Matthew is a future trainee solicitor at Latham & Watkins LLP. He is a former insight writer at ComAware and studied law at LSE.

1. Tell us about yourself

I grew up in the Isle of Man before moving to London to study law.  It was very different to what I was used to but I ended up really enjoying my three years there and meeting some fantastic people.  While I was at university, I wrote insight articles for ComAware’s website and I now contribute to The Corporate Law Academy’s weekly newsletter.  I’ll write about most things but I’m particularly interested in competition law, emerging companies and environmental sustainability.  When I’m not sat at my laptop, I’m probably in the kitchen; I keep a (very small) Instagram account for cooking and baking.

2. What attracted you to Latham & Watkins?

The first time I considered applying to Latham was after the Know The City Legal Forum; the LSE Law Society organises it each year and it’s a great event to attend if you get the chance.  One of the firm’s private equity partners talked through the Wagamama and Pure Gym deals; he was a fantastic speaker, not only enthusiastic but also very good at explaining different transactions to a room full of students.  I went away, did some more research and ended up thinking that Latham was a great all-rounder—especially in London, where the debt restructuring and litigation practices (both of which I was interested in) seemed to be growing.  The firm’s pro bono work was also a draw, in particular its projects with 28 Too Many and The Ocean Cleanup.

3. What did you enjoy most during your vacation scheme at the firm?

What I enjoyed most was probably meeting people at the firm.  I had two amazing supervisors and a great trainee mentor but I’d say everyone I met was very friendly, down-to-earth and willing to talk about what they do.  To prepare for our group project, we even had a phone call with a lawyer from one of the Latham offices in Germany; he had kindly agreed to talk to us about a particular deal and was really helpful!

4. What did you find most challenging during your vacation scheme at the firm?

The main challenge is fitting everything in.  Two weeks is a good length of time, but you have to balance your individual projects, the group task, the practice area presentations and the social events.  At the same time, the opportunity might come up to chat with specific lawyers over coffee and you don’t want to miss out because you’re slightly behind.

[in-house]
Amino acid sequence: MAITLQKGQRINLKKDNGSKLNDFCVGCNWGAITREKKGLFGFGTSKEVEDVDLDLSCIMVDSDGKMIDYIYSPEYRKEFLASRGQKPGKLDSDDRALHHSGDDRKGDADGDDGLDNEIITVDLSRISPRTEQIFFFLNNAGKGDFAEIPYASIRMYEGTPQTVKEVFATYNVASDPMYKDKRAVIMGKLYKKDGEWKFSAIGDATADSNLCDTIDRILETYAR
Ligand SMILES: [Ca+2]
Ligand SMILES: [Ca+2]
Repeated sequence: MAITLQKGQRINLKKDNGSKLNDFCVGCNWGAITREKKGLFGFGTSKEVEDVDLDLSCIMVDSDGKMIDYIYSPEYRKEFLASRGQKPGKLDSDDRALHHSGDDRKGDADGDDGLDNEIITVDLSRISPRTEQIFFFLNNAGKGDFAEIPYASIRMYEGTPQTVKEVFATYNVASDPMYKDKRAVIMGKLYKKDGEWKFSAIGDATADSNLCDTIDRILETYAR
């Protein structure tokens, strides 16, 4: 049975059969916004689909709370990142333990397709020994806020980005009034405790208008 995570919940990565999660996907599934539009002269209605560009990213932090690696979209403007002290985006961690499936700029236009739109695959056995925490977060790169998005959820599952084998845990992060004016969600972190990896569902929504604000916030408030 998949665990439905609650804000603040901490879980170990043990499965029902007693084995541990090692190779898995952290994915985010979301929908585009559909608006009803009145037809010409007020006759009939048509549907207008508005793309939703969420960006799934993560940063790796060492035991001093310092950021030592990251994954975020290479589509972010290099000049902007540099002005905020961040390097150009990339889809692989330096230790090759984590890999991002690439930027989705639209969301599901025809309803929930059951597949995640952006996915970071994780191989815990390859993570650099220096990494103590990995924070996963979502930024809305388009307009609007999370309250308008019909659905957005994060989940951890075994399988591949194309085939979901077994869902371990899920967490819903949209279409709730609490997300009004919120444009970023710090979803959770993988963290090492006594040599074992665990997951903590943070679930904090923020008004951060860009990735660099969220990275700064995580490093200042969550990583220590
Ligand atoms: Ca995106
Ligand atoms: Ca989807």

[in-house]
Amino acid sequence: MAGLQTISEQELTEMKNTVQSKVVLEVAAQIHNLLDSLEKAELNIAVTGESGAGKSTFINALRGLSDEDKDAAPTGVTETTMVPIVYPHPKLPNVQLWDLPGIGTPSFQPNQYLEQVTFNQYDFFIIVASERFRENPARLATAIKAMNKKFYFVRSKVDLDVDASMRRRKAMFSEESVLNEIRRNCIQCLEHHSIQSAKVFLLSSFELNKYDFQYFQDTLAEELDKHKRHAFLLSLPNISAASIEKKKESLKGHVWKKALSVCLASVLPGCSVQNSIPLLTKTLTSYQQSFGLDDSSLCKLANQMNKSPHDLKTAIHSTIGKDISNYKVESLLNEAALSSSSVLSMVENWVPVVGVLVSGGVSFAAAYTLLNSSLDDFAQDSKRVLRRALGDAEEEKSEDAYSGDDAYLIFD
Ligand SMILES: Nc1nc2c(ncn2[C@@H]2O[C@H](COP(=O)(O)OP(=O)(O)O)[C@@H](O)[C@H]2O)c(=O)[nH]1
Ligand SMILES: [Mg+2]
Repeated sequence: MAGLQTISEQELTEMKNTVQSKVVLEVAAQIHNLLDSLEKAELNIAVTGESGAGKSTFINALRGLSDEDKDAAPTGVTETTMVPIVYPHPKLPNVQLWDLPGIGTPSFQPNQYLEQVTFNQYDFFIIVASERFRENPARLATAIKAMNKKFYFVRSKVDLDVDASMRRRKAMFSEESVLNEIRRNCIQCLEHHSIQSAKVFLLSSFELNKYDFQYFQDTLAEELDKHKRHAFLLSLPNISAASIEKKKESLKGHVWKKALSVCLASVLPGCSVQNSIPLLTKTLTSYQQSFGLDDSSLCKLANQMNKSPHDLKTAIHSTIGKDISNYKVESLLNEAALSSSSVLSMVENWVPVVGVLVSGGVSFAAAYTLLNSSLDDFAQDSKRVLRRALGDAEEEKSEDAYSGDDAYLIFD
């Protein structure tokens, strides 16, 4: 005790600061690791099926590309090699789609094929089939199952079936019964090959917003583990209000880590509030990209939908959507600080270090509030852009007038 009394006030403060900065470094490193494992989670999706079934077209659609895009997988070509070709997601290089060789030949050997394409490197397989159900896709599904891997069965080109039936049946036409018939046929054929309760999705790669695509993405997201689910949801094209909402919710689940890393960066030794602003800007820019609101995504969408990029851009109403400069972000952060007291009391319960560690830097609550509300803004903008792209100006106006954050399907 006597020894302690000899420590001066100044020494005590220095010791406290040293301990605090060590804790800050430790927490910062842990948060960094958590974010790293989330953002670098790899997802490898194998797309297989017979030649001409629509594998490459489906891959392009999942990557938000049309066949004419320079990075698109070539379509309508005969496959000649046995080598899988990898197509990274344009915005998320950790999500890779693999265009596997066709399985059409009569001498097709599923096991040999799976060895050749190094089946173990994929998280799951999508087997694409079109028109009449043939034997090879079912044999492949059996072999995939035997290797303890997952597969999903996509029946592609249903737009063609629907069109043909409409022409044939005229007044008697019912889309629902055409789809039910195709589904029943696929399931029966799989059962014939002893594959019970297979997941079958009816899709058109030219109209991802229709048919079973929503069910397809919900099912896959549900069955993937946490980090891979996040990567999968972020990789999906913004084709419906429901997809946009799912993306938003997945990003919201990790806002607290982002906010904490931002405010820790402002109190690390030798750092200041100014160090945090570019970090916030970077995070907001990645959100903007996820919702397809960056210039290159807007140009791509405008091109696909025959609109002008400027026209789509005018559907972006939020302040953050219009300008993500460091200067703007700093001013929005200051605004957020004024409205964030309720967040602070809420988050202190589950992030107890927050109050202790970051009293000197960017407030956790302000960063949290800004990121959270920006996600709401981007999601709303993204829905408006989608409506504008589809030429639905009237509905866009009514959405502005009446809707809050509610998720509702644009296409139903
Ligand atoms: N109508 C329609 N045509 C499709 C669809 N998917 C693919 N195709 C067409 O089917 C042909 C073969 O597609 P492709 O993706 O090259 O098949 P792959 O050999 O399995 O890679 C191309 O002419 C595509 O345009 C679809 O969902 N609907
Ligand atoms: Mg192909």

5. How do you see the legal sector changing post-Covid?

I suppose that’s difficult for anyone to say right now, especially someone who hasn’t even started a training contract.  From what I’ve read over the past few months, though, it does seem that certain industries are going to require increasing amounts of legal advice post-Covid.  The pandemic has accelerated the growth of a wide range of companies, from hyper-casual games developers to “buy now, pay later” service providers, manufacturers of plant-based meat and digital fitness firms—a real mix.  The market leaders are now seeking funding for new ideas, acquiring smaller rivals and trying to navigate new regulations, all of which provides opportunities for law firms going forward.

On the flip side, you’re likely to see airlines and retailers turn to their lawyers for the opposite reasons.  Plenty of European carriers will need advice on complying with the conditions of the state aid packages they received, while a number of retail firms are trying to restructure their debts and renegotiate rent agreements.

6. What’s your top piece of advice for prospective applicants?

I’d recommend taking all advice with a pinch of salt.  Getting one or more training contract offers doesn’t make anyone an applications expert, so it’s best to speak to trainees, associates and/or partners if you can.  Even then, ultimately no one knows your strengths and interests better than you.

What I can say is that if you’re interested in commercial writing, definitely give it a go!  The more short articles you draft, the more commercial news stories you have up your sleeve for an interview or a question on an application form.  You also get better at explaining issues succinctly, which I struggled with when I first started.  There are loads of interesting sites out there which periodically recruit new writers.  I’m biased so I’d obviously mention ComAware and TCLA but I really like Little Law too.  I’ve also recently subscribed to Legit, a new legal newsletter, and started following Initio, a student-led project focusing on case studies of how small businesses have adapted to Covid.  All worth checking out!

7. Wildcard: If a plane was filled with Skittles and you had to empty it as fast as you can, how would you do it?

One option would be to copy Singapore Airlines and sell tickets to people to come onboard and eat the Skittles. They’ve been offering tours around a stationary Airbus A380 alongside using it as a pop-up restaurant and the first release of tickets sold out in half an hour according to Bloomberg.  Skittles might not be a full meal but surely, they can compete with airline food.

Alternatively, you could dissolve the Skittles with water.  It’s worth a shot although it would probably leave the plane with a rainbow-coloured interior!  I guess it also depends what sort of plane we’re talking about; ideally it would have a large cargo door and ramp…